Friday, March 16, 2012

Young Adult Fiction: Catching Fire by Suzanne Collins

WARNING! SPOILERS BELOW! If you have not yet read Catching Fire and do not want to know any part of the plot then you may not want to continue reading this post. Also, because this is the second book in a three-book series, I cannot really talk about it without revealing some of what happens in the first book. So really there are spoilers in here about both The Hunger Games and Catching Fire. You have been warned.

The Situation: After winning the 74th annual Hunger Games for District 12, Katniss and her family have moved into the Victor's Village where they have a two-story house and plenty of food. For the first time in Katniss' life there is no need for her to hunt to feed her family, but she still does in order to help out her friends who aren't so fortunate. She even manages to patch things up with Peeta to where they can at least be friends.

The Problem: Even with the improved circumstances at home, Katniss has to deal with the reality that she and Peeta have to go on the dreaded victory tour throughout all 12 districts and the Capitol. Looking out into the crowd and at the faces of the families of the children she killed is not something Katniss is looking forward to. And for every year after this she and Peeta will have to join Haymitch as mentors for future tributes of District 12. Also, President Snow isn't entirely convinced that she is in love with Peeta, and he is still mad at her for making him, the Capitol, and the Gamemakers look foolish because of how she outsmarted them during the games. President Snow blames Katniss for the uprising that now seems imminent, and he is determined to make her pay.

Genre, Themes, History: As brutal and intense as these books are, I am still having a hell of a time believing they are young adult literature, but they are. I'm probably not giving young adults enough credit, but with that being said I am super curious to see how they deal with the brutality of the story once the movie hits the big screen.

The theme of social justice continues with more instances of the oppressed having to make difficult and sometimes terrible decisions due to their circumstances. The mere fact that the Capitol makes the victors visit every district halfway between when the last Hunger Games ended and the new ones begin show how the government likes to always make its presence felt and remind the people of who is really in charge. But while government control still factors in here, ideas and talk of rebellion start to play a part too among the larger and more general theme of survival and what must be done simply to see the next day.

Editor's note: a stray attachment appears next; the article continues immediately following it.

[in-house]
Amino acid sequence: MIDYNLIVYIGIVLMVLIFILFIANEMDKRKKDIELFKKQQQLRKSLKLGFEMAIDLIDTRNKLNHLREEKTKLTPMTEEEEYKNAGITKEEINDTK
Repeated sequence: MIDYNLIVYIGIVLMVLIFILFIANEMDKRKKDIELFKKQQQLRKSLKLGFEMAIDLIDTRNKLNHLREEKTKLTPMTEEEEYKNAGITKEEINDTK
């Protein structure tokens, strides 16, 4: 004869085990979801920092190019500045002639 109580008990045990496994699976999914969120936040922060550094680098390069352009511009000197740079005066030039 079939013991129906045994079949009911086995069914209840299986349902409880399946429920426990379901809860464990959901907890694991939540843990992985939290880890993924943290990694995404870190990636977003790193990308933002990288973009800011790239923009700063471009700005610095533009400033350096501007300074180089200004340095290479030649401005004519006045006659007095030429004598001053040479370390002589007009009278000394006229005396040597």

My Verdict: While still really good, this book for me was the weakest of the series, and I'll go into why when I discuss my least favorite moment later. I do like how Collins depicted the birth of an uprising and the desperation of those in control to maintain that control.

Favorite Moment: While on the victory tour in District 11, Katniss makes a point to give special thanks to Rue and Thresh as they were both a big part of her winning the Hunger Games despite being from a different district. After she finishes speaking, everyone gathered there from District 11 begins singing in a sign of both remembrance and rebellion. It is actually a really nice scene until the shooting starts.

Least Favorite Moment: This is another category (like Least Favorite Character) that I won't use all of the time unless there is something specific that really irritates me. I was absolutely furious when I read that Katniss was going to have to participate in the Hunger Games all over again. When she won the games in the first book I felt such an intense sense of relief not only because she won and was alive, but also in just the fact that the games were over. And then President Snow just has to get on the revenge path and make it where Katniss has no choice but to go back in because of the unique rules of the Quarter Quell. But not only was I upset with President Snow, but the author as well. I feel like with 11 other districts to play with, and the Capitol, that surely there were other ways of continuing the story. It was too close to the "it was all a dream," or the "she has amnesia" plot lines we all know so well. With that being said, still an excellent story.    

Favorite Character: I have liked Cinna the stylist since the first book. He is always somewhat reserved but really supportive of Katniss, but in this book, he makes some bold moves that make him more than just a pawn of the Capitol, and thus wins my ultimate approval.

Recommended Reading: Mockingjay. The third and final book in the Hunger Games trilogy.

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